The peace testimony has inspired Quakers to protest wars, refuse to serve in armed forces if drafted, to seek conscientious objector status when available, and even to participate in acts of civil disobedience. Not all Quakers embrace this testimony as an absolute; for example, there were Friends that fought in World War I and World War II. During extreme circumstances this has been a difficult testimony for some Quakers to endorse and to uphold, yet Friends have almost universally been committed to the ideal of peace, even those who have felt the need to compromise on the application of it. A conscientious objector is a person whose beliefs are incompatible with military service - perhaps with any role in the armed forces (in which case he or she is either pacifist or antimilitarist) - or who objects to a particular war. ... It has been suggested that Civil and social disobedience be merged into this article or section. ... Combatants Allied Powers: France Italy Russia Serbia United Kingdom United States Central Powers: Austria-Hungary Bulgaria Germany Ottoman Empire Commanders Ferdinand Foch Georges Clemenceau Victor Emmanuel III Luigi Cadorna Nicholas II Aleksei Brusilov Herbert Henry Asquith Douglas Haig John Jellicoe Woodrow Wilson John Pershing Wilhelm II Paul von Hindenburg Reinhard... Combatants Major Allied powers: United Kingdom Soviet Union United States Republic of China and others Major Axis powers: Nazi Germany Italy Japan and others Commanders Winston Churchill Joseph Stalin Franklin Roosevelt Harry Truman Chiang Kai-Shek Adolf Hitler Benito Mussolini Hideki Tojo Casualties Military dead: 17,000,000 Civilian dead...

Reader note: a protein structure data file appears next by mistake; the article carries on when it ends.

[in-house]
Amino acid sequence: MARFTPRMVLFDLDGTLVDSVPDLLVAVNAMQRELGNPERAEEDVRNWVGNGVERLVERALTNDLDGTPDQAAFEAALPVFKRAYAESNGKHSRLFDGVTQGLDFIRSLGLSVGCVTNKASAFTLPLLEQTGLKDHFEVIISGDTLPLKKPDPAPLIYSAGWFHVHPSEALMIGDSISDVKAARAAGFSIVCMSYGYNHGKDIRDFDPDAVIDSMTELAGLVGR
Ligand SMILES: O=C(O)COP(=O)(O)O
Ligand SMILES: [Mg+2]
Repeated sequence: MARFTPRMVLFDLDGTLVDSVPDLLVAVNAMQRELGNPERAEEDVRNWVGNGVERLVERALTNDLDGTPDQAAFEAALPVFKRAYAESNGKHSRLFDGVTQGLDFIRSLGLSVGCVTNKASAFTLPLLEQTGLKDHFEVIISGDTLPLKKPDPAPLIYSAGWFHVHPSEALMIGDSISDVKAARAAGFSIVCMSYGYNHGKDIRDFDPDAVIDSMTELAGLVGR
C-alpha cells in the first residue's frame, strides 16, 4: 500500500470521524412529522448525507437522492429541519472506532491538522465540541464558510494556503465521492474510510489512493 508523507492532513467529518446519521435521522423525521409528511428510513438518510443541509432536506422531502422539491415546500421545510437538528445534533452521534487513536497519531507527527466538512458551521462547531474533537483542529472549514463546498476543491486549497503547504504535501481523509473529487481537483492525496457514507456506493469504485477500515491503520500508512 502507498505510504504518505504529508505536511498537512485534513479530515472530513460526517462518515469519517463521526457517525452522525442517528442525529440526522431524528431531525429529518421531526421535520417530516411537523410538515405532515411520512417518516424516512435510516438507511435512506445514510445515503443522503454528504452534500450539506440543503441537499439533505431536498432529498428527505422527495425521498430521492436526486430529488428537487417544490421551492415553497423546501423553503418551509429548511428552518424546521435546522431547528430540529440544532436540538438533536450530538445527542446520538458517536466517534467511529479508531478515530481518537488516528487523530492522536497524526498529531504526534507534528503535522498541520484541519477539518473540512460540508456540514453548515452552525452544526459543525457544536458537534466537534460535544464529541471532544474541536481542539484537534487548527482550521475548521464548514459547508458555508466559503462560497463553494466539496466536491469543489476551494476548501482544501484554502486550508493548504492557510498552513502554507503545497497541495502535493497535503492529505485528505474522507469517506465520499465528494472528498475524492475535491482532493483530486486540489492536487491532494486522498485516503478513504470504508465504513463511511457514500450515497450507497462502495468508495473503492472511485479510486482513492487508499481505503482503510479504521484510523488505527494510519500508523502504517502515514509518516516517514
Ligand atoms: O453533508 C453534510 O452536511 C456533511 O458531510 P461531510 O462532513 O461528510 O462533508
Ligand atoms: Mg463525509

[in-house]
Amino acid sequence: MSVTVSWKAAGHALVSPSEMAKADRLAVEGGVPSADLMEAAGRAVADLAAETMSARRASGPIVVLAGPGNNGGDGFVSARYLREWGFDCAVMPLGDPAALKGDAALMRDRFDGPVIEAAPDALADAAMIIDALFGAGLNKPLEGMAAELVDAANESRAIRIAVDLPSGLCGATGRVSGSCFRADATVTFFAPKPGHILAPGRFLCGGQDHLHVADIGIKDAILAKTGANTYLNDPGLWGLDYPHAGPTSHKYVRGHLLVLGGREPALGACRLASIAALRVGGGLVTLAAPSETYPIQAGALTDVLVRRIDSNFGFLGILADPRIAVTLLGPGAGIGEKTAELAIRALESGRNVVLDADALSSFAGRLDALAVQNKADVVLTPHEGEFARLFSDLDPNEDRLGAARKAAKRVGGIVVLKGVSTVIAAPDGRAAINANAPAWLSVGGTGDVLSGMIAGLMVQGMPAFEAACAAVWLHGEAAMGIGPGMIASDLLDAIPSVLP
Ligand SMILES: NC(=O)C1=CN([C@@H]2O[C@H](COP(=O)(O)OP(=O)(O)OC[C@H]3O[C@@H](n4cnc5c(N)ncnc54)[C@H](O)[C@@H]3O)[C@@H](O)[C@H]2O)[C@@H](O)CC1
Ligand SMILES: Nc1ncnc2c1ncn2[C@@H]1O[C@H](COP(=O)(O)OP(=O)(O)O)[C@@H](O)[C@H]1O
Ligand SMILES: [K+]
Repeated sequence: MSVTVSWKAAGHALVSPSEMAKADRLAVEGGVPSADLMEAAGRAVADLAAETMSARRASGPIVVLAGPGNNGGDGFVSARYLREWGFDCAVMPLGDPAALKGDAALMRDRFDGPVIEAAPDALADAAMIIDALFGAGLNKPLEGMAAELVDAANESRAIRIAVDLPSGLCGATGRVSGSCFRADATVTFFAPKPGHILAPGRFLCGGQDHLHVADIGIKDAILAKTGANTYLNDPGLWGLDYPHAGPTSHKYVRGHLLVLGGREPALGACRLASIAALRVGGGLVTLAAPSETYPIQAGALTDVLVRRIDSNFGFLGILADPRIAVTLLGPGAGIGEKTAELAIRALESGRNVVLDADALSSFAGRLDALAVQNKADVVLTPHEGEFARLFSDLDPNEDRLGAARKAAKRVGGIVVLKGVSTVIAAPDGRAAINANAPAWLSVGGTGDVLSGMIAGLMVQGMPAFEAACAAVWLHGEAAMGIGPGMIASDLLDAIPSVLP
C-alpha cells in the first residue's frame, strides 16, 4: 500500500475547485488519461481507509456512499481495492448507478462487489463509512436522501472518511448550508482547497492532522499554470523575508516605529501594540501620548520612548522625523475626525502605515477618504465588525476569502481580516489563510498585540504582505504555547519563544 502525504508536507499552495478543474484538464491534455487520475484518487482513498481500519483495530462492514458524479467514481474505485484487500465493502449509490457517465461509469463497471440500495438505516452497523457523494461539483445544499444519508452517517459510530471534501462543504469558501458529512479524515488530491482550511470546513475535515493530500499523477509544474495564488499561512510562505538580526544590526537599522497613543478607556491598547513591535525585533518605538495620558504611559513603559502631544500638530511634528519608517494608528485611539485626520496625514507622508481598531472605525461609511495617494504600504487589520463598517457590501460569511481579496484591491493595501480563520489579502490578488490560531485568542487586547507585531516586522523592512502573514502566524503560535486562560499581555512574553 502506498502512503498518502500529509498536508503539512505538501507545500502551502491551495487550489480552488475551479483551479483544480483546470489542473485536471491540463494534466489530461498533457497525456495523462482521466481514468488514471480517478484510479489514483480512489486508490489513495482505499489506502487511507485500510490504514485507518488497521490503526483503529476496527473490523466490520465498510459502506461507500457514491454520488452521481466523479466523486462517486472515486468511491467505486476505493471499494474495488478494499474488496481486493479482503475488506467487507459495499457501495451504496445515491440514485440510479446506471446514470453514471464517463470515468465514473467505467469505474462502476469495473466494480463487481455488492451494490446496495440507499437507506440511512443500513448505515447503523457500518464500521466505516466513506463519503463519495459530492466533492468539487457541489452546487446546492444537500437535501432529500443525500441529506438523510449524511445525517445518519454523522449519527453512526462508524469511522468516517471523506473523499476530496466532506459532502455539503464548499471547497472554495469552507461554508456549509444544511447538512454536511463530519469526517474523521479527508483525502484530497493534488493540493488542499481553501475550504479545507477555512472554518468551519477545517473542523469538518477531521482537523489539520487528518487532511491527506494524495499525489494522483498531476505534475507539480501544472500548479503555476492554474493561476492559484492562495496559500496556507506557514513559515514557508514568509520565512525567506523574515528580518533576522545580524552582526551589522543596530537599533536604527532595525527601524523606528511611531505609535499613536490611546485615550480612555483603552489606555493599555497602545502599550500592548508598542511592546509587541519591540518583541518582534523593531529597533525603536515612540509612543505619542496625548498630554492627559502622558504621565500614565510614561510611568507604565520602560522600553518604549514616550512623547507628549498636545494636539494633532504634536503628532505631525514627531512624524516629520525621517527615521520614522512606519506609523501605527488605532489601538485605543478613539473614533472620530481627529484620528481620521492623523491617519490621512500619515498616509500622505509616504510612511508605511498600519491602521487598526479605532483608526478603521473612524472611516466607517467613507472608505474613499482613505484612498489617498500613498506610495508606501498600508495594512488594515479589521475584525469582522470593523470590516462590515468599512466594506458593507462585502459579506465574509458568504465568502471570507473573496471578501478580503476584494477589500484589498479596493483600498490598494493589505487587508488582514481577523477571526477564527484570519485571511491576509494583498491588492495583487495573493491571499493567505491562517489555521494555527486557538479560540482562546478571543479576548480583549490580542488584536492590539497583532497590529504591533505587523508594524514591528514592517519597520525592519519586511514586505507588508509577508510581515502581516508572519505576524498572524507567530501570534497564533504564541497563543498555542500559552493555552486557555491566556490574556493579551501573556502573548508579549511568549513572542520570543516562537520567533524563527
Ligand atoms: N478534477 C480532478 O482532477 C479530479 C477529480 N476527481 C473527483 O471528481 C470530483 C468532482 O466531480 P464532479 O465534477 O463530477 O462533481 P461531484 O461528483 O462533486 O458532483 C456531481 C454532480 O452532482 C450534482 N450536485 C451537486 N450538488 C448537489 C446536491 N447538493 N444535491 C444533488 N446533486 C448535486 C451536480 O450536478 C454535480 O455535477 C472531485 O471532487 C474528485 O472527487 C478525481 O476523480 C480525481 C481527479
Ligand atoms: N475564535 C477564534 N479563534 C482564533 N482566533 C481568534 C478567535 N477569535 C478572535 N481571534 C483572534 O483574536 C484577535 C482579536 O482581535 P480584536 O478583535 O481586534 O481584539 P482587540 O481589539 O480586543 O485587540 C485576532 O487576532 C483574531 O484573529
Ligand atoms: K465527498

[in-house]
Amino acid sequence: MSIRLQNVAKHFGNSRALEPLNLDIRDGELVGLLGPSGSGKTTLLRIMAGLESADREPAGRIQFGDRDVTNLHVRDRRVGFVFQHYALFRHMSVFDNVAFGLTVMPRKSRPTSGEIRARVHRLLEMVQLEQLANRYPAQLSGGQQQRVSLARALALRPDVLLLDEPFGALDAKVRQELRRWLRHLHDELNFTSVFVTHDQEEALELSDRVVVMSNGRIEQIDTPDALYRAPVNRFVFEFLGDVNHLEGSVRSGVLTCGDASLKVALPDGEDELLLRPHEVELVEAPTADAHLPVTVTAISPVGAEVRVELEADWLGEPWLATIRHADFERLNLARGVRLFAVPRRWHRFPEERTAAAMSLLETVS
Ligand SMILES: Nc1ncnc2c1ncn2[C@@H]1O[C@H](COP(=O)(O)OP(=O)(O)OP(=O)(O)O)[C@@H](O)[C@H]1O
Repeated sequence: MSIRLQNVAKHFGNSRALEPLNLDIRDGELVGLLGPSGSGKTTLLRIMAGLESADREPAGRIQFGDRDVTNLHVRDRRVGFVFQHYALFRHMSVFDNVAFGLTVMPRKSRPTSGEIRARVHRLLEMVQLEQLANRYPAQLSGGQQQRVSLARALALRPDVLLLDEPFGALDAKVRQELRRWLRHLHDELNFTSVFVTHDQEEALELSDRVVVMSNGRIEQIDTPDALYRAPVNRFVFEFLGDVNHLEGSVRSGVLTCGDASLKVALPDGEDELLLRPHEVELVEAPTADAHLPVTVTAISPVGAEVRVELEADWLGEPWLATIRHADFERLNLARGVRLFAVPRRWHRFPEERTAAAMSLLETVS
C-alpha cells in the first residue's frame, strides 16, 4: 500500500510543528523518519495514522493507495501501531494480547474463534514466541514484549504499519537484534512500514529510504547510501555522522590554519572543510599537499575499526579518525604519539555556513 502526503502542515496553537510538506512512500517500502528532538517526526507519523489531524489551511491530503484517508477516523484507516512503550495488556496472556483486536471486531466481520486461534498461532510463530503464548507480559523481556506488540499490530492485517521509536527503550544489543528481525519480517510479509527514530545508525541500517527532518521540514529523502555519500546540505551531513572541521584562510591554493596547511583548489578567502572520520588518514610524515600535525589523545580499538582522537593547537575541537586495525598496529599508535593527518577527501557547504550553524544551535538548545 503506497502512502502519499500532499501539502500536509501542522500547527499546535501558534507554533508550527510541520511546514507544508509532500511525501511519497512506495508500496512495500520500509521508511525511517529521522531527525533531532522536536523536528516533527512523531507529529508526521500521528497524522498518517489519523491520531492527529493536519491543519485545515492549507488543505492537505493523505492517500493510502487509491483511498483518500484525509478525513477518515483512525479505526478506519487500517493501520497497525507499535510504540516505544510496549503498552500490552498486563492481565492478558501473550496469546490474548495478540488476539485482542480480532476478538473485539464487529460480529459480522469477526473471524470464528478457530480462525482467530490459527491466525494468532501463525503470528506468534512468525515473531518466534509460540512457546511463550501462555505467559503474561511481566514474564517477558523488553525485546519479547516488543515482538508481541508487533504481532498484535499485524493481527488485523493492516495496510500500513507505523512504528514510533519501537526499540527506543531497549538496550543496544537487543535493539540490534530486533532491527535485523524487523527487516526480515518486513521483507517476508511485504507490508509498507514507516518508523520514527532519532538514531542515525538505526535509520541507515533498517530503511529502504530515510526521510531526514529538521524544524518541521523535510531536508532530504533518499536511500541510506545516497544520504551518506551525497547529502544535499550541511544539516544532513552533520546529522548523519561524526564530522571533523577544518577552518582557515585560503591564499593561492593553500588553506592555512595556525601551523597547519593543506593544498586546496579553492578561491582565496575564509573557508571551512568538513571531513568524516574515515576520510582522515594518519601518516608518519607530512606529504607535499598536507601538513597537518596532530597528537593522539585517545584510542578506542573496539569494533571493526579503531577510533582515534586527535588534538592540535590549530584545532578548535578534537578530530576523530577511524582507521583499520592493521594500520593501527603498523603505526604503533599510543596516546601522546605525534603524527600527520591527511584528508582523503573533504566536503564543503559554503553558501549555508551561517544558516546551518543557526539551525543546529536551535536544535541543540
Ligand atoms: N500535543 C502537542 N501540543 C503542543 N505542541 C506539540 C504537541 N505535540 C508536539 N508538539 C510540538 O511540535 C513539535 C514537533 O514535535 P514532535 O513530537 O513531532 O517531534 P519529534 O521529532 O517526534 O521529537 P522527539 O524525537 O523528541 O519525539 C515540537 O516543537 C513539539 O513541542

The American Friends Service Committee, along with the UK's Friends Service Council was awarded the Nobel Peace Prize in 1947 on behalf of all Quakers for their work for peace after both world wars. American Friends Service Committee logo The American Friends Service Committee (AFSC) is a Religious Society of Friends (Quaker) affiliated organization which works for social justice, peace and reconciliation, abolition of the death penalty, and human rights, and provides humanitarian relief. ... Quaker Peace and Social Witness are an organisation of Quakers in Britan that work to promote and put into practice the Quaker testimonies of equality, integrety, simplicity and peace. ... Lester B. Pearson after accepting the Nobel Peace Prize The Nobel Peace Prize is the name of one of five Nobel Prizes bequested by the Swedish industrialist and inventor Alfred Nobel. ... 1947 (MCMXLVII) was a common year starting on Wednesday (the link is to a full 1947 calendar). ...